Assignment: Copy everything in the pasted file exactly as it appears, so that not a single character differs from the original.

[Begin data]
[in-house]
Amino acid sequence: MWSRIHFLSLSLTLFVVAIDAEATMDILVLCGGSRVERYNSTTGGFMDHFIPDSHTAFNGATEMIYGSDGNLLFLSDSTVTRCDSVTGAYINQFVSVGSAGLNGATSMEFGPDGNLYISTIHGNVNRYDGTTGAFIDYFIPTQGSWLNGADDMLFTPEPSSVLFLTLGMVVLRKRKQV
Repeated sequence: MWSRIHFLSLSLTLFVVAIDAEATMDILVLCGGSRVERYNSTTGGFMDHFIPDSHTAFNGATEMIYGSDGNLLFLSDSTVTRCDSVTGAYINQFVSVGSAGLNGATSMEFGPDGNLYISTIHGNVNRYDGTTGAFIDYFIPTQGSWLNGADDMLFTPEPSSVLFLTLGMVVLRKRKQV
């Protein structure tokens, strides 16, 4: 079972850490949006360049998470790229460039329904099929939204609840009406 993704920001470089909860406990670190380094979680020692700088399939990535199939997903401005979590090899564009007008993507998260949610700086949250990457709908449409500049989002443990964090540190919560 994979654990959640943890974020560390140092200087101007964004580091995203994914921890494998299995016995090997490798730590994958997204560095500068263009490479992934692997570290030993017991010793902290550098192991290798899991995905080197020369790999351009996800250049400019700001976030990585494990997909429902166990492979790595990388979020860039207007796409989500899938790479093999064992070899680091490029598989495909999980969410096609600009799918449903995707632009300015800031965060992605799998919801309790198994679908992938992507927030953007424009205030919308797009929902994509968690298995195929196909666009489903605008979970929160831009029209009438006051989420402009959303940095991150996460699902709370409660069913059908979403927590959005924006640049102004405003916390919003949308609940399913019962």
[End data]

[in-house]
Amino acid sequence: MWSRIHFLSLSLTLFVVAIDAEATMDILVLCGGSRVERYNSTTGGFMDHFIPDSHTAFNGATEMIYGSDGNLLFLSDSTVTRCDSVTGAYINQFVSVGSAGLNGATSMEFGPDGNLYISTIHGNVNRYDGTTGAFIDYFIPTQGSWLNGADDMLFTPEPSSVLFLTLGMVVLRKRKQV
Repeated sequence: MWSRIHFLSLSLTLFVVAIDAEATMDILVLCGGSRVERYNSTTGGFMDHFIPDSHTAFNGATEMIYGSDGNLLFLSDSTVTRCDSVTGAYINQFVSVGSAGLNGATSMEFGPDGNLYISTIHGNVNRYDGTTGAFIDYFIPTQGSWLNGADDMLFTPEPSSVLFLTLGMVVLRKRKQV
């Protein structure tokens, strides 16, 4: 079972850490949006360049998470790229460039329904099929939204609840009406 993704920001470089909860406990670190380094979680020692700088399939990535199939997903401005979590090899564009007008993507998260949610700086949250990457709908449409500049989002443990964090540190919560 994979654990959640943890974020560390140092200087101007964004580091995203994914921890494998299995016995090997490798730590994958997204560095500068263009490479992934692997570290030993017991010793902290550098192991290798899991995905080197020369790999351009996800250049400019700001976030990585494990997909429902166990492979790595990388979020860039207007796409989500899938790479093999064992070899680091490029598989495909999980969410096609600009799918449903995707632009300015800031965060992605799998919801309790198994679908992938992507927030953007424009205030919308797009929902994509968690298995195929196909666009489903605008979970929160831009029209009438006051989420402009959303940095991150996460699902709370409660069913059908979403927590959005924006640049102004405003916390919003949308609940399913019962």